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So my understanding of currying (based on SO questions) is that it lets you partially set parameters of a function and return a "truncated" function as a result.

If you have a big hairy function takes 10 parameters and looks like

function (location, type, gender, jumpShot%, SSN, vegetarian, salary) {
    //weird stuff

and you want a "subset" function that will let you deal with presets for all but the jumpShot%, shouldn't you just break out a class that inherits from the original function?

I suppose what I'm looking for is a use case for this pattern. Thanks!

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4 Answers 4

up vote 1 down vote accepted

In javascript I do currying on callback functions (because they cannot be passed any parameters after they are called (from the caller)

So something like:

var test = "something specifically set in this function";
onSuccess: this.returnCallback.curry(test).bind(this),

// This will fail (because this would pass the var and possibly change it should the function be run elsewhere
onSuccess: this.returnCallback.bind(this,test),

// this has 2 params, but in the ajax callback, only the 'ajaxResponse' is passed, so I have to use curry
returnCallback: function(thePassedVar, ajaxResponse){
   // now in here i can have 'thePassedVar', if 

I'm not sure if that was detailed or coherent enough... but currying basically lets you 'prefill' the parameters and return a bare function call that already has data filled (instead of requiring you to fill that info at some other point)

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Currying has many uses. From simply specifying default parameters for functions you use often to returning specialized functions that serve a specific purpose.

But let me give you this example:

function log_message(log_level, message){}
log_error = curry(log_message, ERROR)
log_warning = curry(log_message, WARNING)

log_message(WARNING, 'This would be a warning')
log_warning('This would also be a warning')
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When programming in a functional style, you often bind arguments to generate new functions (in this example, predicates) from old. Pseudo-code:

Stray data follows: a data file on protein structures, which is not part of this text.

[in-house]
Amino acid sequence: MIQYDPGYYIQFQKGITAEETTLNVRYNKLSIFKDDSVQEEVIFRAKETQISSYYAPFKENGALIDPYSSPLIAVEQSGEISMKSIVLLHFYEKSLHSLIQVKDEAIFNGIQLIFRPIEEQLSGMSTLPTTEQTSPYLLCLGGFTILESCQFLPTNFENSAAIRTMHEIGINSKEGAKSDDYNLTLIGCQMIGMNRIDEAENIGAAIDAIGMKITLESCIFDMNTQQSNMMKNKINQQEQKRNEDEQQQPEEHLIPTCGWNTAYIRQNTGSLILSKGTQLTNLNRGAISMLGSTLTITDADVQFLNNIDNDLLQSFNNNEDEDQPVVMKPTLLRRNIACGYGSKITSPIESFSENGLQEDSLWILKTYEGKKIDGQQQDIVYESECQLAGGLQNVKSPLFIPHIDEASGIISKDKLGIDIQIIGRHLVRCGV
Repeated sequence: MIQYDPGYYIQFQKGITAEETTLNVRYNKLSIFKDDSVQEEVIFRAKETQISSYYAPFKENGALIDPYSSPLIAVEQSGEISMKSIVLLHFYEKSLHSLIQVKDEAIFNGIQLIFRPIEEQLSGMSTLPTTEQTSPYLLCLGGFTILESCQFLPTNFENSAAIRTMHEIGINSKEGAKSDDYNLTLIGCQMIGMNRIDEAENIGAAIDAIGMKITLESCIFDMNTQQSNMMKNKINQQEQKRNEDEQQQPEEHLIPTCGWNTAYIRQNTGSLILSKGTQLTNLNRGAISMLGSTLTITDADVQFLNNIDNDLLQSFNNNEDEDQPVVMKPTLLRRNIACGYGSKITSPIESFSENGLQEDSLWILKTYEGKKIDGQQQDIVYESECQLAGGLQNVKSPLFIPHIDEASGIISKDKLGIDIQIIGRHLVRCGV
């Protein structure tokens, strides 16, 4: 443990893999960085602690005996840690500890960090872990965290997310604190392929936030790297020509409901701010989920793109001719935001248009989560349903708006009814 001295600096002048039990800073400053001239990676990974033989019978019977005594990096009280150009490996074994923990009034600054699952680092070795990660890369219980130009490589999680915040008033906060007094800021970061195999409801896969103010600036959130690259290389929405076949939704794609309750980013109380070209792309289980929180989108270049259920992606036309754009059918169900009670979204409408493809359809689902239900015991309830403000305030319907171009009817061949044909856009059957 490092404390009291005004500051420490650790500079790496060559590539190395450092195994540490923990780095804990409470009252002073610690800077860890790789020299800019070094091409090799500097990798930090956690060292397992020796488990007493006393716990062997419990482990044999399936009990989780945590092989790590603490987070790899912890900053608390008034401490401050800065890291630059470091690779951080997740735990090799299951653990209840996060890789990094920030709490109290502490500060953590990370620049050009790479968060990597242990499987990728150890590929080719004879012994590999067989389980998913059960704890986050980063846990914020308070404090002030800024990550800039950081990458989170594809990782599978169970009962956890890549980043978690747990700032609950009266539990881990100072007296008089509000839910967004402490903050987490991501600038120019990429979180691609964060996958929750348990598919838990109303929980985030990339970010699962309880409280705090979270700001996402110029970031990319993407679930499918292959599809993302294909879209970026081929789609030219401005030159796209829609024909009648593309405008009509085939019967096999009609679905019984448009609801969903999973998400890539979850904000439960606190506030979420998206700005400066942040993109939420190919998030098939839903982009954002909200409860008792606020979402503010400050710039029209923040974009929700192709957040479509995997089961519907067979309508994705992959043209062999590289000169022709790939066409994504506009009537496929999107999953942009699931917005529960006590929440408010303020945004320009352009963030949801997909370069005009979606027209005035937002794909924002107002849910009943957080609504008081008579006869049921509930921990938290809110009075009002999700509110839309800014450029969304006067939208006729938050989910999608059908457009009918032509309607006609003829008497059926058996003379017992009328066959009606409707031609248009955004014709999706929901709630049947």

filter(bind_second(greater_than, 5), some_list)

might be equivalent to:

filter({x : x > 5}, some_list)

where {x : x > 5} is an anonymous function definition. That is, it constructs a list of all values from some_list which are greater than 5.

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In many cases, the parameters to be omitted will not be known at compile time, but rather at run time. Further, there's no limit to the number of curried delegates that may exist for a given function. The following is adapted from a real-world program.

I have a system in which I send out command packets to a remote machine and receive back response packets. Every command packet has an index number, and each reply bears the index number of the command to which it is a response. A typical command, translated into English, might be "give me 128 bytes starting at address 0x12300". A typical response might be "Successful." along with 128 bytes of data.

To handle communication, I have a routine which accepts a number of command packets, each with a delegate. As each response is received, the corresponding delegate will be run on the received data. The delegate associated with the command above would be something like "Confirm that I got a 'success' with 128 bytes of data, and if so, store them into my buffer at address 0x12300". Note that multiple packets may be outstanding at any given time; the curried address parameter is necessary for the routine to know where the incoming data should go. Even if I wanted to write a "store data to buffer" routine which didn't require an address parameter, it would have no way of knowing where the incoming data should go.

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